The answer to both of these questions is no, unfortunately.
What’s more, some think BMX Cruiser bikes are for cruising or commuting since there is the term “Cruiser” in it.
BMX Cruisers are a type of BMX bike designed for racing on a velodrome track. Unlike traditional BMX bikes, which are built for off-road riding and stunts, these cruisers are optimized for speed and efficiency on a smooth, oval track.
They typically have larger wheels (either 24″ or 26″) and a larger frame, which allows for higher speeds and improved stability. They are also equipped with a more comfortable riding position, including a higher seat and a more upright handlebar setup, making them well suited for longer races.
But all of this is compared to the traditional BMX bikes and if you do the comparison with a cruiser bike, a BMX cruiser is far behind its comfort level.
Can a BMX Bike be Modified for Better Cruising?
Yes, that’s possible but the results won’t be that satisfactory. Here are some ways to go about it:
1. Choose the right bike
Since BMX bikes are smaller with less leg extension room, you’ll need a larger size. You can also consider the Cruiser type as they come with larger wheels.
Larger wheels provide more legroom and pedaling flexibility. This feature along with other modifications, can make a BMX a decent commuter bike.
2. Extend the frame length
One of the reasons BMX bikes are bad for cruising is their short frame length. Fortunately, some BMX cruiser bikes come with a frame-length extension feature.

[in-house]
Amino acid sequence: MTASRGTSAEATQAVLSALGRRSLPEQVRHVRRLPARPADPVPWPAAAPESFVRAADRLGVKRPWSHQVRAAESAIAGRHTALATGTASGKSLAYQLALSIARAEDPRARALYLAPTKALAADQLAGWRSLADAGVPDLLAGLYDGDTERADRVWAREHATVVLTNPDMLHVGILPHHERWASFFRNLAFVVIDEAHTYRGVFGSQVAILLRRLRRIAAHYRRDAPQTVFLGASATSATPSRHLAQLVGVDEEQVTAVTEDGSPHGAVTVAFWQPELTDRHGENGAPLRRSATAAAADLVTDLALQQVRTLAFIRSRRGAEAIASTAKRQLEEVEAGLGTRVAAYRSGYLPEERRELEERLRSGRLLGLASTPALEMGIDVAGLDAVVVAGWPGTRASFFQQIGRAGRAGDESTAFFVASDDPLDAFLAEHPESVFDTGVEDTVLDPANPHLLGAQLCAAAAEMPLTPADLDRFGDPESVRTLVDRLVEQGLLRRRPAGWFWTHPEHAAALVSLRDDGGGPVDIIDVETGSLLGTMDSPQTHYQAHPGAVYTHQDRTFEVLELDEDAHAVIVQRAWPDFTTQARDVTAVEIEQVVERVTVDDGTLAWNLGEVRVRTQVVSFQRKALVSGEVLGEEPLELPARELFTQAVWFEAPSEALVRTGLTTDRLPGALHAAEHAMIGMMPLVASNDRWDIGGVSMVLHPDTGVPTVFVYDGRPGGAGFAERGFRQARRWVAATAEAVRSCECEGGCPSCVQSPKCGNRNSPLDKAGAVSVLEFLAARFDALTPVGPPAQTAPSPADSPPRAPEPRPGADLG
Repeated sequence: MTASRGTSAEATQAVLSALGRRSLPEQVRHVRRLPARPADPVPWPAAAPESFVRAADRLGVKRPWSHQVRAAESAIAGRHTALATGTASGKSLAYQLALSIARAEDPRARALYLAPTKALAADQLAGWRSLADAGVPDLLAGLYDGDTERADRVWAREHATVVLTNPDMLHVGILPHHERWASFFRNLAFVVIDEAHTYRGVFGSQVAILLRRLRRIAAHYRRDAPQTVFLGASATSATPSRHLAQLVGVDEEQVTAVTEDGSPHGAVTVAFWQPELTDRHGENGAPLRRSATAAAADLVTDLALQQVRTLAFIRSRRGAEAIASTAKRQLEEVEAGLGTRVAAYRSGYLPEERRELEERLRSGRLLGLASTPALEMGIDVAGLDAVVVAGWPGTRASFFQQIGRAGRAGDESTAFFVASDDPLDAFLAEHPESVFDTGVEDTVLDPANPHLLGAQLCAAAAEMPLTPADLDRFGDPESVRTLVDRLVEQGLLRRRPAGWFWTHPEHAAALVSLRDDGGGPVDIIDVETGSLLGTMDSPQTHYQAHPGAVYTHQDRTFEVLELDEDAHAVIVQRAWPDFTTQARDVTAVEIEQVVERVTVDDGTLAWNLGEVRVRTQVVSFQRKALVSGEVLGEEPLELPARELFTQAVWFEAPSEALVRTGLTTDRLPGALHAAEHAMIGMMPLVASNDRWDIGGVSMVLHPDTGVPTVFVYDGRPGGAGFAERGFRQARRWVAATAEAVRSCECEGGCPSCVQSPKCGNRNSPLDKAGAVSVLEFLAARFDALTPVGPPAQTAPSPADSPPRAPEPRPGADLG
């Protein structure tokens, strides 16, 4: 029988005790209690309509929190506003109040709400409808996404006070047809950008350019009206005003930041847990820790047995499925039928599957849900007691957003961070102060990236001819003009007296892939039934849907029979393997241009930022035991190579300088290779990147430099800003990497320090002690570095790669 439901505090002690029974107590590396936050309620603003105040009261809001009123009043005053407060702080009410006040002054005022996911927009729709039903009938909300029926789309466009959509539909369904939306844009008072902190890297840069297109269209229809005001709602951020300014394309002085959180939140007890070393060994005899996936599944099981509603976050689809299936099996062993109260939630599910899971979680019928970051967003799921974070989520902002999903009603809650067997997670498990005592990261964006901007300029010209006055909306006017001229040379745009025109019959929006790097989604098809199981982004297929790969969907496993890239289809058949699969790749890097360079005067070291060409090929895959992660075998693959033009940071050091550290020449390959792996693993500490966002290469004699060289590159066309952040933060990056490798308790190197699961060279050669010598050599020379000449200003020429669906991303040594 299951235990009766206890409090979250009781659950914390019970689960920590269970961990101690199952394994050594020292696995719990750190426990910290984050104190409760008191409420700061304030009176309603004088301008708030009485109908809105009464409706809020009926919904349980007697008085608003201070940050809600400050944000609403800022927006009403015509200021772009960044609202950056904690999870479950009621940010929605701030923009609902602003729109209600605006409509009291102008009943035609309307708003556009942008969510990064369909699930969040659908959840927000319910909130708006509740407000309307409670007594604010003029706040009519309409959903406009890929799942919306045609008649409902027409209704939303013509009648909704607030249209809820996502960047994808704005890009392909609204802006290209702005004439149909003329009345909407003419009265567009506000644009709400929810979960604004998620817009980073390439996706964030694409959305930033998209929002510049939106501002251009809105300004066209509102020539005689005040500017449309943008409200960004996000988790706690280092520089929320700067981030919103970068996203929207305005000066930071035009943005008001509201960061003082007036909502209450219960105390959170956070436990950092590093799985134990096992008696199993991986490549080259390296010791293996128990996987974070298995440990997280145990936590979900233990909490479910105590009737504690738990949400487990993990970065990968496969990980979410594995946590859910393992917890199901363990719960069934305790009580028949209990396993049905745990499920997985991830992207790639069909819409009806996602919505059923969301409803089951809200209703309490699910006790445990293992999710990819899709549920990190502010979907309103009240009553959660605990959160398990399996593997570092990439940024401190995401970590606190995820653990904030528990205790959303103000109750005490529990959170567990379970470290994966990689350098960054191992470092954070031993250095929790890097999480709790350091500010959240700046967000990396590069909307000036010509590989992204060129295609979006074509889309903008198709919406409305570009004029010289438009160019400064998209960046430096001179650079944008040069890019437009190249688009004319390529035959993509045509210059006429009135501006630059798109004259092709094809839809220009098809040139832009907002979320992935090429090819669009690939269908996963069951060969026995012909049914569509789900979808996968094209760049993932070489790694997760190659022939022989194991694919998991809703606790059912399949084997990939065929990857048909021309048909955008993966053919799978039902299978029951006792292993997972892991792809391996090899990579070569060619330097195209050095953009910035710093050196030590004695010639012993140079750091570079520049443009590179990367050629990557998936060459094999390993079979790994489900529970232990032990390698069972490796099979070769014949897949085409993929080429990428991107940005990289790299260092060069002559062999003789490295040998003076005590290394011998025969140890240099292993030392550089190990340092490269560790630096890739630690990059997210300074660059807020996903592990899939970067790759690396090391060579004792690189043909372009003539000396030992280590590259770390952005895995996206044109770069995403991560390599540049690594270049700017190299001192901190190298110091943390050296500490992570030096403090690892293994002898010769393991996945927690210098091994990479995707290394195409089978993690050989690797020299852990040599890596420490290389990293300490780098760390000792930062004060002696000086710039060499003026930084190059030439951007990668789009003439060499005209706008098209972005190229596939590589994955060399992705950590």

Using this, you can slightly increase the frame length. But remember, it’ll still be smaller than the length of a traditional road or cruiser bike.
3. Fix the low seat position issue
Get an extra long seatpost (around 350mm) and an extra seat that you can easily swap out in a minute or two with a hex key if you choose to use your BMX for cruising.
You can also add some padding to raise the seat height a little.
Wrapping it up
By now you know the answer to the question “are BMX bikes good for cruising?”
The answer is no but there are ways to make it possible though that won’t be much comfortable as expected. If you already have a road bike or a cruiser, stick to it for a casual ride around the town.
If you have a BMX, use it for stunts and tricks. And if you have the craving, do the modifications mentioned above for some fun time.
Q. How far can I travel with a BMX bike?
Ans. There isn’t any definite answer for this, but the highest estimated distance may be close to two miles. This will vary according to the rider’s height, weight, and stamina by a lot.
If you’re young and fit, you might be able to sustain cruising on a BMX a bit longer. But old and sick people should avoid using them.
Q. What issues can casual cruising with BMX bikes cause?
Ans. A short bike ride with a BMX will not do any harm but you’d rather enjoy it. These bikes are designed for short rides filled with action and adventure. But if you use them daily for cruising or commuting, you are likely to face issues like foot pain, back pain, numb hands, muscle fatigue, saddle sores, and many others.